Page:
There have been breathtaking advances in AIDS science in the past two years. The HPTN 052 study compared the benefits of starting HIV treatment at a CD4 count of 550 versus 250. It found that earlier treatment delayed progression to AIDS, and reduced the risk of heterosexual HIV transmission by 96%. Follow-up studies are looking at the risks and benefits of earlier treatment, at treatment fatigue, and at drug resistance. Broader studies are hoping to confirm the effect of "treatment as prevention" on community viral load, HIV incidence, and death rates, and its cost-effectiveness. Finally, Truvada has been approved to prevent HIV infection, and we have seen promising studies on microbicides and even on vaccines.
In addition, it was reported on World AIDS Day was that nearly 8 million people (including nearly 6 million in sub-Saharan Africa) were taking HIV treatment as of December 2011 -- a 64% increase since 2009. New infections were down 21% from a decade earlier and deaths had decreased by 24% since 2005. And 57% of pregnant women with HIV had received effective treatment both to protect their own lives and to prevent transmission to their newborns.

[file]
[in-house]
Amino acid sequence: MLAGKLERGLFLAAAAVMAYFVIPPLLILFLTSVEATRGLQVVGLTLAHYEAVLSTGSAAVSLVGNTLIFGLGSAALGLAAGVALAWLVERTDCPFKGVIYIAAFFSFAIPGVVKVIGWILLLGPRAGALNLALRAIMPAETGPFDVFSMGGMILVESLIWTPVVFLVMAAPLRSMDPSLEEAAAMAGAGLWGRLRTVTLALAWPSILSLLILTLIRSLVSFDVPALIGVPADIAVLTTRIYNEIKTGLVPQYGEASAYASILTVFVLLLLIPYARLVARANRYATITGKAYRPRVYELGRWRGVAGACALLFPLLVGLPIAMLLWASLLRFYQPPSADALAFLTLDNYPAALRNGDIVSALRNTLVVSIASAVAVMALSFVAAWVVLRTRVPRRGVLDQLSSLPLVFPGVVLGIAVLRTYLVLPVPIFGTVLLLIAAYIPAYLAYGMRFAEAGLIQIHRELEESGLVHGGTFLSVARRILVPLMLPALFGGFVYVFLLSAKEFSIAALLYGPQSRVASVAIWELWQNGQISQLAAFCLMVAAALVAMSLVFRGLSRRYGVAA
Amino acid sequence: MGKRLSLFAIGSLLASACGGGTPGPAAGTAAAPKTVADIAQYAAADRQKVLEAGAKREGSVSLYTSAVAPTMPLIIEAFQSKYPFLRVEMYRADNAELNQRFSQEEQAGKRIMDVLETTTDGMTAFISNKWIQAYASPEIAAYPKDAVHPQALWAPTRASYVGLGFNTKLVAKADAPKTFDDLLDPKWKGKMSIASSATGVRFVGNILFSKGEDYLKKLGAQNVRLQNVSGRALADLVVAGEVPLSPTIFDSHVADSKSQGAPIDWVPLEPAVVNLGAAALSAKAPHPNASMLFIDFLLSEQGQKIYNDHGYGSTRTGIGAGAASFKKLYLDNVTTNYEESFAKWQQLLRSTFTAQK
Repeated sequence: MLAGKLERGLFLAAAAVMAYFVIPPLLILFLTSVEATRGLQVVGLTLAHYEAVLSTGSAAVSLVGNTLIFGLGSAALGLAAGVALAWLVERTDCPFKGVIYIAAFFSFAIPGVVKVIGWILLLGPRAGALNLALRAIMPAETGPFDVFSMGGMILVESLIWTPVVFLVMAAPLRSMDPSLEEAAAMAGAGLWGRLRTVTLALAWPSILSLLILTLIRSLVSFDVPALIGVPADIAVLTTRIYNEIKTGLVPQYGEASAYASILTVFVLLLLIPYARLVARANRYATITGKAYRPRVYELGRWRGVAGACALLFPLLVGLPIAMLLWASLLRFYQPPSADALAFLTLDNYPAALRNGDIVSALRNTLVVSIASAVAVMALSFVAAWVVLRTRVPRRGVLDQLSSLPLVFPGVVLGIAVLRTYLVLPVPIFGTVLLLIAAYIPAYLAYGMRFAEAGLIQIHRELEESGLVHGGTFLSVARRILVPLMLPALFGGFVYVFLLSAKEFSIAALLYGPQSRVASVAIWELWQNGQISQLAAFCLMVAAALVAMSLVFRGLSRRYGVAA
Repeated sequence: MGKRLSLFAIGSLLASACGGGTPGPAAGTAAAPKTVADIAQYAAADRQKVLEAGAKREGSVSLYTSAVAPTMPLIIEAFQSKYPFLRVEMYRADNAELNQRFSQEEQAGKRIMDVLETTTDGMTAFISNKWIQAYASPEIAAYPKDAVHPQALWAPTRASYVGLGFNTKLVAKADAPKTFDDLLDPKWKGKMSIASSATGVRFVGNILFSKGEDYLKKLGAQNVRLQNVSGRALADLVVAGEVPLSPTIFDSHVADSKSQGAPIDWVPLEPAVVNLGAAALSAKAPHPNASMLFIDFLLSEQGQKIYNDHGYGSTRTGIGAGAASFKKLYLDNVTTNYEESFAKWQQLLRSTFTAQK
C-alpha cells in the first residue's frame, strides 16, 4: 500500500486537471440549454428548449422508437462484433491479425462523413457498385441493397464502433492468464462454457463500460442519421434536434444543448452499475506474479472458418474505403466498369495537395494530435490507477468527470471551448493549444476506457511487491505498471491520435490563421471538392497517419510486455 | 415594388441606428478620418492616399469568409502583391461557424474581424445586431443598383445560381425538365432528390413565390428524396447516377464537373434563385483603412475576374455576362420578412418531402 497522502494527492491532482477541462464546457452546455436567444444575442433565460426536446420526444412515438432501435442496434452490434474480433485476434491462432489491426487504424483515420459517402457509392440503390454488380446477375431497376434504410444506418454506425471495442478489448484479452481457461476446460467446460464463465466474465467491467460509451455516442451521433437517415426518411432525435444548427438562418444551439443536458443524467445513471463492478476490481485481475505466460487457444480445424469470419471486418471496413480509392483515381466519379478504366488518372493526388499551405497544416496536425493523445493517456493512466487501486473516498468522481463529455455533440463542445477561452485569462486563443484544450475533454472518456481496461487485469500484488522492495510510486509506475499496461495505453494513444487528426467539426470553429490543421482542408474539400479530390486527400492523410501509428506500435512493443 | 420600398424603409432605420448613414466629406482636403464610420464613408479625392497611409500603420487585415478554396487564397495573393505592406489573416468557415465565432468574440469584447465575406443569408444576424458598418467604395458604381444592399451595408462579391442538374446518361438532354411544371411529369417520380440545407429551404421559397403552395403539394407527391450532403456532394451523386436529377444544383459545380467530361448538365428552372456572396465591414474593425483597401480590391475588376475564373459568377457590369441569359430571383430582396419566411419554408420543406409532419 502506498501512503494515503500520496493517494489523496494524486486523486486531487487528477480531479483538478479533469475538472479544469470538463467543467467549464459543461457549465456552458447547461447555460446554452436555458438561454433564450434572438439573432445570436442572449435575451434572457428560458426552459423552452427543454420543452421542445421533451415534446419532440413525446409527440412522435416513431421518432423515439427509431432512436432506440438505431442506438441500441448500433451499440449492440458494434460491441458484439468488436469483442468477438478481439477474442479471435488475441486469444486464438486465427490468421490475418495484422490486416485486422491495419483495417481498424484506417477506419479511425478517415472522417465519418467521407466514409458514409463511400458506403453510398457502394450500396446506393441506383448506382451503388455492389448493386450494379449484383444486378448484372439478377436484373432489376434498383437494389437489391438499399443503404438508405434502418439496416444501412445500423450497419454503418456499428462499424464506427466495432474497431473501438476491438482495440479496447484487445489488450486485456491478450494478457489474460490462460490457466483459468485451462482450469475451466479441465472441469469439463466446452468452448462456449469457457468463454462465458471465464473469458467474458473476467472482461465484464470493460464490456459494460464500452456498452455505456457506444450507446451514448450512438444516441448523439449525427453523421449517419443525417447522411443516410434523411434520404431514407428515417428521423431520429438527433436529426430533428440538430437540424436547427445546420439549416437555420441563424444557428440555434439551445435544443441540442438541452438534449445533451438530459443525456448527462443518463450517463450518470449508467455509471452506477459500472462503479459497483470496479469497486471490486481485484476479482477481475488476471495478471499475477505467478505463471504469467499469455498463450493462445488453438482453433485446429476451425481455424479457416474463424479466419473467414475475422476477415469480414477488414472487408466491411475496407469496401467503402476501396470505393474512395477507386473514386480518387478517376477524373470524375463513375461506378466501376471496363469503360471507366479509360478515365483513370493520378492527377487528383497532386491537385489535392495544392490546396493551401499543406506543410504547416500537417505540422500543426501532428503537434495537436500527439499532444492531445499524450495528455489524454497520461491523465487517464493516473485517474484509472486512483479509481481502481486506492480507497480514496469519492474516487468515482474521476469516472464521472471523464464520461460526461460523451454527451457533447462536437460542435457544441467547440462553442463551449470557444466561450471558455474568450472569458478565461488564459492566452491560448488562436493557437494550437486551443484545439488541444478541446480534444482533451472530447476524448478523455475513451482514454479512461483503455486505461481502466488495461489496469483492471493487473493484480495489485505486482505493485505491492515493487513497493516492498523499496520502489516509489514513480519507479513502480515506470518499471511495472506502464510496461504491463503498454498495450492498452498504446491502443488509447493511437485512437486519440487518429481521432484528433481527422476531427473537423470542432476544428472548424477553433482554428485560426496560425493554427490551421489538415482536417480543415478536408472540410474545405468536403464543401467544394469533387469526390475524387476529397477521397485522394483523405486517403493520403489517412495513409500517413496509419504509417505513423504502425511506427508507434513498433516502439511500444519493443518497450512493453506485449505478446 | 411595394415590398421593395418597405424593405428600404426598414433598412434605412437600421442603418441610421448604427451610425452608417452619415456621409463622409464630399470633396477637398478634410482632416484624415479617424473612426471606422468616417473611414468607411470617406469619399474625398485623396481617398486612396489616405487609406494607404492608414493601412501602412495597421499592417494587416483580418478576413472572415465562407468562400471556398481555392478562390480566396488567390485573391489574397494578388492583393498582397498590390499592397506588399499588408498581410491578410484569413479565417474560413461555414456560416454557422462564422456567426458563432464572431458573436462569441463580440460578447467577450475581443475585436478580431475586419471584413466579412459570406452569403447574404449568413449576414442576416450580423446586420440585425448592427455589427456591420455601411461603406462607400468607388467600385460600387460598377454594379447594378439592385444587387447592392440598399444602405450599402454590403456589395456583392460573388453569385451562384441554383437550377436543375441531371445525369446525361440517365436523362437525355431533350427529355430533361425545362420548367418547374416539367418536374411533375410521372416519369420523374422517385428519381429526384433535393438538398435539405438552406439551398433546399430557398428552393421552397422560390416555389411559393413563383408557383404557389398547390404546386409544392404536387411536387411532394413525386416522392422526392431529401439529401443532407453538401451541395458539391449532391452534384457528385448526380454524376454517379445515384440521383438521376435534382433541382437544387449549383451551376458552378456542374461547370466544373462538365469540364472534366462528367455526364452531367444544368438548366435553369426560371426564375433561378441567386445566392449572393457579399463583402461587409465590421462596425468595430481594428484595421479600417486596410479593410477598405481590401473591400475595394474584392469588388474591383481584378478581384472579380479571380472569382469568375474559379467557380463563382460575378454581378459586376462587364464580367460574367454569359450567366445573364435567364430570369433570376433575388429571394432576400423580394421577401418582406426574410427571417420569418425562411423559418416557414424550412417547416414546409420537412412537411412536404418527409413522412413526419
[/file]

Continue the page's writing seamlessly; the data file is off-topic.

Much of this progress is the result on U.S. funding. In fiscal year 2012, the U.S. PEPFAR program:
At the insistence of activists, PEPFAR has worked to reduce any negative impact its programs may have on non-AIDS health services and to strengthen care for TB. Global Fund results announced at end of 2012 include:
International AIDS Funding 2002-2011
Despite these dramatic successes, the cup is only half full. Well over seven million people with CD4 counts below 350 (making them eligible for HIV treatment under World Health Organization guidelines) are waiting in line to die. And if WHO treatment guidelines move higher -- as U.S. guidelines have -- the number eligible for treatment jumps, and we're only a third of the way home. At present, children are under-treated (28% receive meds), as are men compared with women (47% vs. 68%).
AIDS activists have been less successful fighting for equal and respectful services for men who have sex with men, sex workers, injection drug users, prisoners, people with disabilities, migrants, and other "outsider" groups. These groups consistently have less access to services and often face not only stigma but criminalization as well. As an example, the U.S. government continues to defend its anti-prostitution pledge requirement (a demand that any organization receiving PEPFAR funds has a policy opposing prostitution), expanding it to U.S.-based organizations and taking the case all the way to the Supreme Court.